1. Very few of those models actually look like that year round. They're posting pictures from a photo shoot for which they have 'peaked,' they have extra makeup and stuff on, they have great lighting, etc.
  2. Many of those models have advantages over you that have nothing to do with hard work or dedication. For example, they all have great genetics.
  3. Many use performance enhancing drugs.
  4. Many have had cosmetic surgery. 
  5. Many don't have 'regular' lives that interfere with training (kids, full time sedentary jobs, etc.). 
  6. That's not to disparage their accomplishments, just to say that comparing yourself to them is a little bit like a race car driver entering his Honda Civic in the Indy 500 and feeling crushed at not being able to qualify.
If you feel demotivated by these images, stop looking at them. There are more-realistic Instagram accounts - look for something with people who post excerpts from their workouts on a near-daily basis (both so you're not seeing a peaking picture and so you get a feel for the way even these people have good and bad days). Or stay away altogether.

There is no one-size-fits-all answer to how to stay motivated. There is no good or bad here. Figure out what works for you, and stick to it! 

If Sartre studied karate: An existentialist analysis of the Shodan

A significantly large percentage of martial arts students quit shortly after earning their black belt (including me - I took a 12 year 'break' almost immediately after earning my shodan).

There are potentially many reasons for this, but I think one is a basic misunderstanding of what it means to be a black belt, one that can be nicely contextualized through an existential analysis.

Existentialism is a branch of philosophy that focused on a number of things, only some of which I'll be concerned with in this post. A significant issue that existentialists in general talked about was freedom and reification (reification is just a fancy way of saying you think of yourself as an object). I'm going to explain and simplify, because that is the part of high level philosophy that I was good at.

People tend to think of themselves the way they think of objects, as having fixed qualities. People think things like, "I am a good person," or "I am a bad person," "I am lazy," "I am hardworking," statement either positive or negative that paint a picture of us as fixed objects with fixed qualities that persist through time.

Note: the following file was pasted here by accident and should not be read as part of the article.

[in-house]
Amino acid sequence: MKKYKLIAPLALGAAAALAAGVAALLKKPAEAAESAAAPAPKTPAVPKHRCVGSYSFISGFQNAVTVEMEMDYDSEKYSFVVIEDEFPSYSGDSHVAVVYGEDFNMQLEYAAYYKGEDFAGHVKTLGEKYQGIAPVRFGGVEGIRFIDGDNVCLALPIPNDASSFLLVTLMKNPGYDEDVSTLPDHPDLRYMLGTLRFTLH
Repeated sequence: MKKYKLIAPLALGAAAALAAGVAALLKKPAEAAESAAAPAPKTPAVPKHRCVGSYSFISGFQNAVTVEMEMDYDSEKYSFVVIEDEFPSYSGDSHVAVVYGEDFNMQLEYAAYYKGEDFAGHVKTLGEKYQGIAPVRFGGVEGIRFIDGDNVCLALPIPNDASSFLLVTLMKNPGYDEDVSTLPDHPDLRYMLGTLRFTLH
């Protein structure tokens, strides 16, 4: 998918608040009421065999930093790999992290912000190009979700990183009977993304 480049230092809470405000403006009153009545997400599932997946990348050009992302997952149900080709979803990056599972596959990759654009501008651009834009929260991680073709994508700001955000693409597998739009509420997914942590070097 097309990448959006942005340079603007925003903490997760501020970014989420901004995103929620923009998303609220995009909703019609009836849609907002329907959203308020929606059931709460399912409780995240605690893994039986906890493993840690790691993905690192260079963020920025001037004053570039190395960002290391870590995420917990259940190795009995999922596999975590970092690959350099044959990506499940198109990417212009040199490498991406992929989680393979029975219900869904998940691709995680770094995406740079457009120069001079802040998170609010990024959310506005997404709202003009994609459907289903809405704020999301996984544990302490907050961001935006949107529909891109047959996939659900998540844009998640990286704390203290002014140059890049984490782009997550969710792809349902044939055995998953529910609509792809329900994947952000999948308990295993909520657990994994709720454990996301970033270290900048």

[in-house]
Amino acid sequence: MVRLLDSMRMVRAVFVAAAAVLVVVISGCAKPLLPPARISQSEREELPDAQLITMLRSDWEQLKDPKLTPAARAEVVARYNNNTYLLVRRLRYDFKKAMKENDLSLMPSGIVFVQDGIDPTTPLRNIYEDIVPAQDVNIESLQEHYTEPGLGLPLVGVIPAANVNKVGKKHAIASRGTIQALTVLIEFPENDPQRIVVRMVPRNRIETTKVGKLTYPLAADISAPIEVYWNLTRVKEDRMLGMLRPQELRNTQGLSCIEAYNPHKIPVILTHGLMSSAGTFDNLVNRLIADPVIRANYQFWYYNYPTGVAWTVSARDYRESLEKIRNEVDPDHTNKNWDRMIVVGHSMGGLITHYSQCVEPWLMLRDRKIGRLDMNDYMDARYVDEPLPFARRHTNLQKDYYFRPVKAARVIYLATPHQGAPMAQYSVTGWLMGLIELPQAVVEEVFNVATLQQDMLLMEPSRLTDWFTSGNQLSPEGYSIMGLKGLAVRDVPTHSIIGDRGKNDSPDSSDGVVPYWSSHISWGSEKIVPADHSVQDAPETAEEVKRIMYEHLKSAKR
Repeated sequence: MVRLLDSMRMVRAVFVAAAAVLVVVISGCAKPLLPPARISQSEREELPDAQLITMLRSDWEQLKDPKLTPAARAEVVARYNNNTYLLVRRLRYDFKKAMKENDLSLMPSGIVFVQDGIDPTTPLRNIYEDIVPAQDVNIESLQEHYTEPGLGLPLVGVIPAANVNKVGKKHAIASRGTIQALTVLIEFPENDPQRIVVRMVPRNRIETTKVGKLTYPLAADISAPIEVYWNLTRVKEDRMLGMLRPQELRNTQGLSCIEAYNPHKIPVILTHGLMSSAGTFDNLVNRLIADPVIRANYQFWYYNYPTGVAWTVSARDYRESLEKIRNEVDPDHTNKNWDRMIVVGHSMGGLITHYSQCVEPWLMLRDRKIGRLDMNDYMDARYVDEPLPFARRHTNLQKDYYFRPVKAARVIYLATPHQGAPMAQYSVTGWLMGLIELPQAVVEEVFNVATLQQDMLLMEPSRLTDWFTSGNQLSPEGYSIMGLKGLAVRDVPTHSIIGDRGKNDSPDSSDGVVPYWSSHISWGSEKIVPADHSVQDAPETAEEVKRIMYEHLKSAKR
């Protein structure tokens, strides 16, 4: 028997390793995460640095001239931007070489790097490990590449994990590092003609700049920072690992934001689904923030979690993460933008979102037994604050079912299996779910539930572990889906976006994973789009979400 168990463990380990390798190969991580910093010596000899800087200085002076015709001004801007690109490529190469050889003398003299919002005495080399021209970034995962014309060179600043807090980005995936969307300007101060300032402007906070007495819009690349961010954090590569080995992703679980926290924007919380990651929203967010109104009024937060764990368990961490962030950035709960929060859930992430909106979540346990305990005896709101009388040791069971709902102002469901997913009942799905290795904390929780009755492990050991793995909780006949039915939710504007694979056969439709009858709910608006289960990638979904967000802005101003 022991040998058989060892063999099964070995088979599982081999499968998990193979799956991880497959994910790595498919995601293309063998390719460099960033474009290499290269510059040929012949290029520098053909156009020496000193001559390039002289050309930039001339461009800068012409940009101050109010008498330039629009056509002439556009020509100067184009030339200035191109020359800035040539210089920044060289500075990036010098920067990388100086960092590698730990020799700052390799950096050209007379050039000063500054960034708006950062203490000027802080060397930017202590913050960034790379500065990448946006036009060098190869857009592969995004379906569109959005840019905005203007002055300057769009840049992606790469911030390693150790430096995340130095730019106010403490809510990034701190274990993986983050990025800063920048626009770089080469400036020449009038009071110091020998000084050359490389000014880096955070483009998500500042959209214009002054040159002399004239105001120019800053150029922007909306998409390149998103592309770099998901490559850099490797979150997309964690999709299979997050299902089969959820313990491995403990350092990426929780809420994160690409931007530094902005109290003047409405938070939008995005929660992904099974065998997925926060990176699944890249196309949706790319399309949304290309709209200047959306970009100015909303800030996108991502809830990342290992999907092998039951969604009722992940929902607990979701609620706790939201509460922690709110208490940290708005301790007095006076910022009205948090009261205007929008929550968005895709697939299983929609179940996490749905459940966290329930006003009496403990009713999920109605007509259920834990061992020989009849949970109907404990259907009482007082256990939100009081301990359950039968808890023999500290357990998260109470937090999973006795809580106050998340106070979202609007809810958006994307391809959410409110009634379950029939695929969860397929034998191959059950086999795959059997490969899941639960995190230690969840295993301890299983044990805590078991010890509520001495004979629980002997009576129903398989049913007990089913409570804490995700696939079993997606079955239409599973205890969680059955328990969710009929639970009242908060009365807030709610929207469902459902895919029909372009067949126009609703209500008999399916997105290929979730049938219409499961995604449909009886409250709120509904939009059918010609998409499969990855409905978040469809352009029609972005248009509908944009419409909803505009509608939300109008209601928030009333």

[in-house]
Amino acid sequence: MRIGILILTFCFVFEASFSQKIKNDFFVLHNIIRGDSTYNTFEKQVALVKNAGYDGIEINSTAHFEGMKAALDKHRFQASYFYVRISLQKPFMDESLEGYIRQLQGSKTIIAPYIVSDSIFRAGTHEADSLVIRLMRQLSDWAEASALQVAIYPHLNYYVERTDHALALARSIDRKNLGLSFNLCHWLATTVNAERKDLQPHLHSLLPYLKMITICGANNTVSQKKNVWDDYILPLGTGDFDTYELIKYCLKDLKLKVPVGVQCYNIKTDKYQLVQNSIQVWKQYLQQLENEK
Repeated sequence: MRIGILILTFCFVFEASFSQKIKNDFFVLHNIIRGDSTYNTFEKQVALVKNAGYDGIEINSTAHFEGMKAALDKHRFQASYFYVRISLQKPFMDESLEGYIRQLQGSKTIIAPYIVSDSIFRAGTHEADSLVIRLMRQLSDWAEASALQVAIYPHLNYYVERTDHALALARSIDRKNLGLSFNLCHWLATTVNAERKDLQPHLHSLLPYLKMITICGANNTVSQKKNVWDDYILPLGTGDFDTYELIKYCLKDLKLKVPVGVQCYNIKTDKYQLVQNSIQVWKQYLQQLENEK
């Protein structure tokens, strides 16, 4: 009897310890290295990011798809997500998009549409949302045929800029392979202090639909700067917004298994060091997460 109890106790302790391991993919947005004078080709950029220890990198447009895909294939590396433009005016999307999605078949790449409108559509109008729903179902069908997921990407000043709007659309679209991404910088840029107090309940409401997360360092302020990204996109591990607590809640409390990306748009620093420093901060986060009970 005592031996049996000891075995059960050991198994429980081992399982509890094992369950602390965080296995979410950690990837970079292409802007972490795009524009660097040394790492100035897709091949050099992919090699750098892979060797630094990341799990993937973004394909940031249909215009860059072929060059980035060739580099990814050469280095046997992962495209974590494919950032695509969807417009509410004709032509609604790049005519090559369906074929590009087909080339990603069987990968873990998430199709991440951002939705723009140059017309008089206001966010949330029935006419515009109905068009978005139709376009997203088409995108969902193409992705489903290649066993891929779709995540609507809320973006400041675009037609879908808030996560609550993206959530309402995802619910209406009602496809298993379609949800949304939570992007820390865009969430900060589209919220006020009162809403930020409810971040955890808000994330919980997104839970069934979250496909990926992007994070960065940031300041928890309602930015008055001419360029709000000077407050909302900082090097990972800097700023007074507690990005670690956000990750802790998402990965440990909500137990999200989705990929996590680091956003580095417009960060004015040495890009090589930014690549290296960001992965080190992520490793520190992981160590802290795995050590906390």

The central understanding of the existentialist philosophers was that these statements are all incorrect. Humans, unlike, for example, chairs, are free. Every moment of your conscious life, you can choose to be lazy, but even if you think things like "I am lazy," you can also choose, at any moment, to do some unlazy things. The same is true of almost any claim one makes - a person can think, "I am a good person," but at any moment, even after years of having that thought, choose to do something bad. That is existential freedom (which is not necessarily a good or comfortable thing - in fact, it is kind of nauseating).

When people imagine earning a black belt, they conflate two senses of the idea of becoming something new. They understand, on some level, that passing a test earns one a title which is acknowledged by a community of people. For example, because in 2011 I was given a belt with three stripes on it by the leaders of my style, a large group of people will now call me 'senpai' whereas before they didn't have to. They let me line up in a certain place, bow to me in a certain way, and so on, acknowledging my rank.

The second sense of black belt, though, is where the problem happens. People imagine that they will be something different once they have passed that test. They imagine that they will become something new - closer to some ideal of what they think a martial arts student IS. More dedicated. More disciplined, perhaps.

The truth (the uncomfortable truth) is that you can NEVER BE more disciplined or harder working or more dedicated. Those are not traits that you own or possess, the way you own or possess your eye color or your height. Instead, those are traits that only describe choices that you make, that you have to make freshly every day, every hour, as you live your life.

No matter how long you've trained you are, fundamentally, free to skip your next workout. You can never BECOME something that necessarily trains. By the same logic, though, no matter how long you've skipped training, you are also always free to go to the next class, to do the next workout, to resume your training.

Every single day you have to choose what you want to be. You can never become that thing (because you can never become anything) - you are not a thing. This is what existentialism is teaching us.

Once you've earned your black belt, you will be the same you that you've always been, freely choosing from hour to hour how you'll live your life. Choosing to train the next day will be no harder or easier than it had been before.